This study aimed at investigating the organization of joint angle variability during walking by using the uncontrolled manifold (UCM) theory. We tested two hypotheses: i. the coordinative mechanism underlying joint angle variance during the stance phase is compatible with a kinematic synergy that stabilizes the centre of mass (CoM) position; ii. the walking speed affects the variance components onto and orthogonal to the UCM.Eight healthy subjects (26.0. ±. 2.0. years old) steadily walked on a treadmill at five normalised speeds (from 0.62. ±. 0.03. m/s to 1.15. ±. 0.07. m/s). Joint angles and foot orientation, and components of the CoM position were, respectively, used as elemental variables and task performance for the UCM implementation. The effect of speed, time events, and variance components on the distribution of data variance in the space of joint angles was analyzed by the ANOVA test.Results corroborated the hypothesis that the variance of elemental variables is structured in order to minimize the stride-to-stride variability of the CoM position, at all speeds. Noticeably, both variance components increase during the propulsive phase, albeit that parallel to the UCM was always grater than the orthogonal one. Accordingly, the observed kinematic synergy is supposed to contribute to accomplishing an efficient transition between two steps. Results also revealed that the walking speed does not affect the partitioning of elemental variables-related variance onto and orthogonal to the UCM. Accordingly, the organization of leg joint variance underlying the stabilization of CoM position remains almost unaltered across speeds.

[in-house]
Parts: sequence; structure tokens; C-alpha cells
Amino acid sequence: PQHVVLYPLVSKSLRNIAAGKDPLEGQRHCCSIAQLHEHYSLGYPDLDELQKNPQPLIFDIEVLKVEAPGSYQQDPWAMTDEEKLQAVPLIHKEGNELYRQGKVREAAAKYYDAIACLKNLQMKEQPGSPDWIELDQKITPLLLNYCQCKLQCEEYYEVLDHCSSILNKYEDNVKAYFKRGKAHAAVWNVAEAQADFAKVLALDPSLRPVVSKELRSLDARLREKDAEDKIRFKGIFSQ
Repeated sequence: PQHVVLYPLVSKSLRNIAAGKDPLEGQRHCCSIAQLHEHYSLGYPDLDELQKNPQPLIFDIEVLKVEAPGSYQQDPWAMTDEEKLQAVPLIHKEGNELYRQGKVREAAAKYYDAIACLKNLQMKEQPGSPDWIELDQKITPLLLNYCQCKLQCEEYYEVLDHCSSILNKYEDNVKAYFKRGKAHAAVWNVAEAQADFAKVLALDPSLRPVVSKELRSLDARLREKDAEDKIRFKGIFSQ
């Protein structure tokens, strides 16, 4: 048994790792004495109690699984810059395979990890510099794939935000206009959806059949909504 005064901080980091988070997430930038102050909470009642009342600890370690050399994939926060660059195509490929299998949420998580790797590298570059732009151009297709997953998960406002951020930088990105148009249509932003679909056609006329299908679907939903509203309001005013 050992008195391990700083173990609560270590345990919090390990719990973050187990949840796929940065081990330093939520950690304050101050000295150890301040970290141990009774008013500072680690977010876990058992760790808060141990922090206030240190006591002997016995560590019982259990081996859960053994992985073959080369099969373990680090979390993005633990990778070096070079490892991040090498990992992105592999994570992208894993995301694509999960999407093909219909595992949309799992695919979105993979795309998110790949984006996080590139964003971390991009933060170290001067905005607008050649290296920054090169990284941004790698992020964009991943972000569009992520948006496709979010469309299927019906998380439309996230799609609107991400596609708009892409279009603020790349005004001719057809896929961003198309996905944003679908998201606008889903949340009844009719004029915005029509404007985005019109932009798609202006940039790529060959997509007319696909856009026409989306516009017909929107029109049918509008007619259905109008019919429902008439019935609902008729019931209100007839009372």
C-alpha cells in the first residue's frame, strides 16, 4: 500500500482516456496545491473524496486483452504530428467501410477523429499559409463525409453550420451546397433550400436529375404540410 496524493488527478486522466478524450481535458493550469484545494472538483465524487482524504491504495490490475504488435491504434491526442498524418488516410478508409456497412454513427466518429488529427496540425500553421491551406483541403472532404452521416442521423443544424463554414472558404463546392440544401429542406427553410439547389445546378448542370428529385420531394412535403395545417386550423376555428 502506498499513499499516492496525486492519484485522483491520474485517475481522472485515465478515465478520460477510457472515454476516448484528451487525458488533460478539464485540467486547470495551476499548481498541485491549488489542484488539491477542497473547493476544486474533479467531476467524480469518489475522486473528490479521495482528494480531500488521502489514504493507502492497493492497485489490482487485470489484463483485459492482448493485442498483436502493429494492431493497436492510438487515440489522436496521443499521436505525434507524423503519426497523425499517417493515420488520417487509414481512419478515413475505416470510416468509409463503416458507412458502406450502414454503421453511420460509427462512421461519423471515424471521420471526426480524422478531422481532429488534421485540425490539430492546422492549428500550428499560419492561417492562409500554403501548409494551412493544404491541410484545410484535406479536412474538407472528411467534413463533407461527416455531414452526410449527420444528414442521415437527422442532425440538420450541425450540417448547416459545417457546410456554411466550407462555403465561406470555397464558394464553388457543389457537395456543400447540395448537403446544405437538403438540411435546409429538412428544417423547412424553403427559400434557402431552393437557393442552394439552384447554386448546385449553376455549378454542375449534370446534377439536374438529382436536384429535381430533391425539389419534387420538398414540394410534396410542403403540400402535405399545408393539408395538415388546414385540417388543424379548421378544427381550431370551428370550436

- CoM stabilisation
- Human walking
- Motor control
- Uncontrolled manifold
ASJC Scopus subject areas
- Orthopedics and Sports Medicine
- Experimental and Cognitive Psychology